“Debra knows what’s going on. I don’t hide anything from her. I told her everything that’s going on — the accusations and everything,” Ira Silverstein said.
“I’ve been up-front with my wife. I told her I have not done anything to sexually harass anybody. She believes me.”
As the explosive charges were made against her husband in Springfield, Debra Silverstein was at her seat in the City Council chambers listening to testimony during budget hearings.
She did not return calls or reply to text messages to her cell phone. Approached on the Council floor, she declined to comment on the allegations against her husband.
“Let the Ethics Commission decide what they want to do as opposed to trying it in the press,” Ira Silverstein said.
In addition to advancing the legislation, Illinois House Speaker Mike Madigan on Tuesday announced the creation of a task force to combat sexual harassment, led by House Majority Leader Barbara Flynn Currie. He said while he hopes the bill will pass in the House and the Senate next week, the task force will delve into long-term goals to combat the problem.
The bill would change the State Officials and Employees Ethics Act and the Lobbyist Registration Act to specifically prohibit sexual harassment; would require every constitutional officer, legislator, lobbyist and each unit of local government to adopt a sexual harassment policy that includes prohibition of sexual harassment; would require each state Inspector General authority to review allegations and submit any founded complaints to the applicable Ethics Commission which could then fine someone up to $5,000 for a violation of the prohibition on sexual harassment.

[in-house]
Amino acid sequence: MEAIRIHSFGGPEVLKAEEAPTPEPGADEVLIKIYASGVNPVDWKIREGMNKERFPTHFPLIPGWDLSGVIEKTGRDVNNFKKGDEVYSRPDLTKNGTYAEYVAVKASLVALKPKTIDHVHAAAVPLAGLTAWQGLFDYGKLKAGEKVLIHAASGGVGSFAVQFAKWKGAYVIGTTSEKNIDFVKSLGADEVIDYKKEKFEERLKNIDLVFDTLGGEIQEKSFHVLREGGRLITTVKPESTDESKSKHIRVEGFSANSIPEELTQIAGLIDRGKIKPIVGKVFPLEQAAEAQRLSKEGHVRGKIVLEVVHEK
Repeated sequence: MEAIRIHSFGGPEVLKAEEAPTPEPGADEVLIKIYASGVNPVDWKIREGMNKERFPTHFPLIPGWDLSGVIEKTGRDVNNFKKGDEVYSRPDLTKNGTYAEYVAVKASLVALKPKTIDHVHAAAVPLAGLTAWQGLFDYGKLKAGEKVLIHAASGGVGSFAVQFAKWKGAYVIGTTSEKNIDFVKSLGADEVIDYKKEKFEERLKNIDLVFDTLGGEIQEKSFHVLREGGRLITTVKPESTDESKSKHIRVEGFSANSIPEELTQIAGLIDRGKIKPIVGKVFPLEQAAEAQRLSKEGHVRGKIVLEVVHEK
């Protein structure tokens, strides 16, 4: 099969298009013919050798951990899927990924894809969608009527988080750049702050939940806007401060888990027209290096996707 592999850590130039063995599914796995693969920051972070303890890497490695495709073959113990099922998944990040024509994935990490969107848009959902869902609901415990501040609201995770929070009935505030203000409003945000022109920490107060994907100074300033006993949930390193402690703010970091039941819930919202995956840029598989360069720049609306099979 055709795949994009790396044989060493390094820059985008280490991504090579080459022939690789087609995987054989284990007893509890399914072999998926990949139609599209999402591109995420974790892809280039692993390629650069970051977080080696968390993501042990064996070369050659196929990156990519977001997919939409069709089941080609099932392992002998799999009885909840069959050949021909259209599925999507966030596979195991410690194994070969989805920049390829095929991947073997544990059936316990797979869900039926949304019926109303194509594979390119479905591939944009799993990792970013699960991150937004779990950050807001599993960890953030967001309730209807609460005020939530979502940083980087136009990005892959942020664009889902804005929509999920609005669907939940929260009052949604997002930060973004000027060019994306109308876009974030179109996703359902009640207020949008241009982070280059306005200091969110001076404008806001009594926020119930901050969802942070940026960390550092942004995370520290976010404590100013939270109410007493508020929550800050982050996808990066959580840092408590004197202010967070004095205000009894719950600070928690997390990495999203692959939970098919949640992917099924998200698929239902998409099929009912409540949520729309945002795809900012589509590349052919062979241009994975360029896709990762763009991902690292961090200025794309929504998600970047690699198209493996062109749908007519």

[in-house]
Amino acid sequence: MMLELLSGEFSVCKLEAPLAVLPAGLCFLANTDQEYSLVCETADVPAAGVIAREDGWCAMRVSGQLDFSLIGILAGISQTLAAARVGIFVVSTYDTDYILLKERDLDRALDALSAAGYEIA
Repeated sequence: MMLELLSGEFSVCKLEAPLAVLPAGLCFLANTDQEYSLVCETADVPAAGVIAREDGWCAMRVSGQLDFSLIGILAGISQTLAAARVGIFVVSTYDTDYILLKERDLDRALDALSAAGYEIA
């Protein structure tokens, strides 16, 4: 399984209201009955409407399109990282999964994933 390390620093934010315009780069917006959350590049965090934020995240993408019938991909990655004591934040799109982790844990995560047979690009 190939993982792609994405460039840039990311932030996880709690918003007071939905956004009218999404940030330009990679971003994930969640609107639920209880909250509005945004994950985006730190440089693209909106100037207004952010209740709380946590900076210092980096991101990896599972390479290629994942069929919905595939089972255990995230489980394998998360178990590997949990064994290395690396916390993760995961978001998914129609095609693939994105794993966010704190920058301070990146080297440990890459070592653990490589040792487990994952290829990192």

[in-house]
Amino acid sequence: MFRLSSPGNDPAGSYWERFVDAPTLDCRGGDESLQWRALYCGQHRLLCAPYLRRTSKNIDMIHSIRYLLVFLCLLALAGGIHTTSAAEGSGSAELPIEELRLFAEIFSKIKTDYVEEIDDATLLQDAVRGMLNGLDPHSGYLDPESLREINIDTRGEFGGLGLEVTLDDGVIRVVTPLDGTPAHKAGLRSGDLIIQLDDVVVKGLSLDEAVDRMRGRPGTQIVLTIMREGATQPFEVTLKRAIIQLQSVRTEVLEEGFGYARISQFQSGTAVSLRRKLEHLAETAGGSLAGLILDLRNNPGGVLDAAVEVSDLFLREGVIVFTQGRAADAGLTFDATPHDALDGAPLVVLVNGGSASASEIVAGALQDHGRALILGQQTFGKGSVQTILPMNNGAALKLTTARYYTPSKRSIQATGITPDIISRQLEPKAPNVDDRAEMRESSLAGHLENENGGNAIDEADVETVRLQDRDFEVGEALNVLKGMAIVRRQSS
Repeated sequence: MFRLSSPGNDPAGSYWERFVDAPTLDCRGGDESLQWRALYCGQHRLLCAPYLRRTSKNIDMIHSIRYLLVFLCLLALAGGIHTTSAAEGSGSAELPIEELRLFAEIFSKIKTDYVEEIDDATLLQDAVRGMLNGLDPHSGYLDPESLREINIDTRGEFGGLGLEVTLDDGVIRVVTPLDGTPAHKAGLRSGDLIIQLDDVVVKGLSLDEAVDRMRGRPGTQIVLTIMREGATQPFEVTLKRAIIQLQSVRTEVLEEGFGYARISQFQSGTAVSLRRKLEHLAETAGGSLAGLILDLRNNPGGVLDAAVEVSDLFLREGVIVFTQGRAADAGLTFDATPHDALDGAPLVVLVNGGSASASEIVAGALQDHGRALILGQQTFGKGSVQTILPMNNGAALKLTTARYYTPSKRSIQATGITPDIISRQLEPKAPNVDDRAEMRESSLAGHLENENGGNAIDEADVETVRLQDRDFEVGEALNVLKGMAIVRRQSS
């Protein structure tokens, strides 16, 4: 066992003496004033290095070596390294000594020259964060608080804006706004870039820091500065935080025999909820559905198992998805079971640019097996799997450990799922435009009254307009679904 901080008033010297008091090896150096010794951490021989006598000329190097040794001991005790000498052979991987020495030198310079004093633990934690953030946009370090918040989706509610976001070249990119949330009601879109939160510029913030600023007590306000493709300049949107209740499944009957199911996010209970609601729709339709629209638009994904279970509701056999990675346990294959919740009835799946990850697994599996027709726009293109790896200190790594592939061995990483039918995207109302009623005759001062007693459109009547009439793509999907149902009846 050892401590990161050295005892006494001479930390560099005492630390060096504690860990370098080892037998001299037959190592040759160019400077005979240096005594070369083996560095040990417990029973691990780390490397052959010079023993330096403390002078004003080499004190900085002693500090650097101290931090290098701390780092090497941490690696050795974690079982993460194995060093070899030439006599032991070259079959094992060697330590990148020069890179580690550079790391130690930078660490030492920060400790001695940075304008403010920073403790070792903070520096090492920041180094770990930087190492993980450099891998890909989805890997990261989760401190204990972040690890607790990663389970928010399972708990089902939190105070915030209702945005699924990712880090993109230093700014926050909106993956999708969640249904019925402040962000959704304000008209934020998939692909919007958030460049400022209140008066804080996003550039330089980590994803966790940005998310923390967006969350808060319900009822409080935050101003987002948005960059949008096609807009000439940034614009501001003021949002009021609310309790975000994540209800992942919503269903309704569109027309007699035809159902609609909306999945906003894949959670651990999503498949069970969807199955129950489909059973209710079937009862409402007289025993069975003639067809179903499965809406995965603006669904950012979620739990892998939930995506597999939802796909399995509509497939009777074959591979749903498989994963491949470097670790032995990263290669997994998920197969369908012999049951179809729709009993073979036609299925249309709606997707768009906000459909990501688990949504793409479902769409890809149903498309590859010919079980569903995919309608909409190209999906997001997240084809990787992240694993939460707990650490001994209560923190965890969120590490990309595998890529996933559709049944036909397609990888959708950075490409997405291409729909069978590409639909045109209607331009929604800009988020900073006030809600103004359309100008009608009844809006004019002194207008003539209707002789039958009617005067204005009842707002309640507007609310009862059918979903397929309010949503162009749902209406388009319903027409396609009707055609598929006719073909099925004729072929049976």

The Secretary of State’s Inspector General would investigate allegations against lobbyists. It would also require all constitutional officers, legislators, state employees and lobbyists to attend sexual harassment training and to annually submit to an ethics commission a report detailing plans for training and names of those who didn’t participate.
Madigan said complaints about sexual harassment were made to ethics officers in the past. Those officers serve purely as advisers. Those complaints were taken to the chair of the Legislative Ethics Commission, who could then take it to the full commission.
Typically complaints can go to the commission, which could then choose to follow up with the Legislative Inspector General’s office, which can then conduct an investigation and recommend actions to the committee. Harassment could also be reported directly to the inspector general’s office, although the state hasn’t had an acting inspector general since 2015.
The speaker acknowledged he was surprised about the allegations against Silverstein: “I think it’s pretty serious and I think it ought to be pursued immediately.”
The speaker also acknowledged that any time a complaint was brought to him, he would turn it over to the ethics officer, who would take “appropriate action.”
“There were instances where complaints were filed with the ethics officer, people including legislators were called in and told ‘You better knock it off because we won’t tolerate it in the Office of the Speaker,” Madigan said.
But will the new legislation change a “knock it off” culture?
“You’re going to have it in statute, mandatory training. You’ll have it in the statute that the matter is subject to fine,” Madigan said.
And his advice to legislators who perhaps thought they could get away with harassment: “Better knock it off because you’re going to get in big trouble. And you can ask a member of the Senate that question,” the speaker said.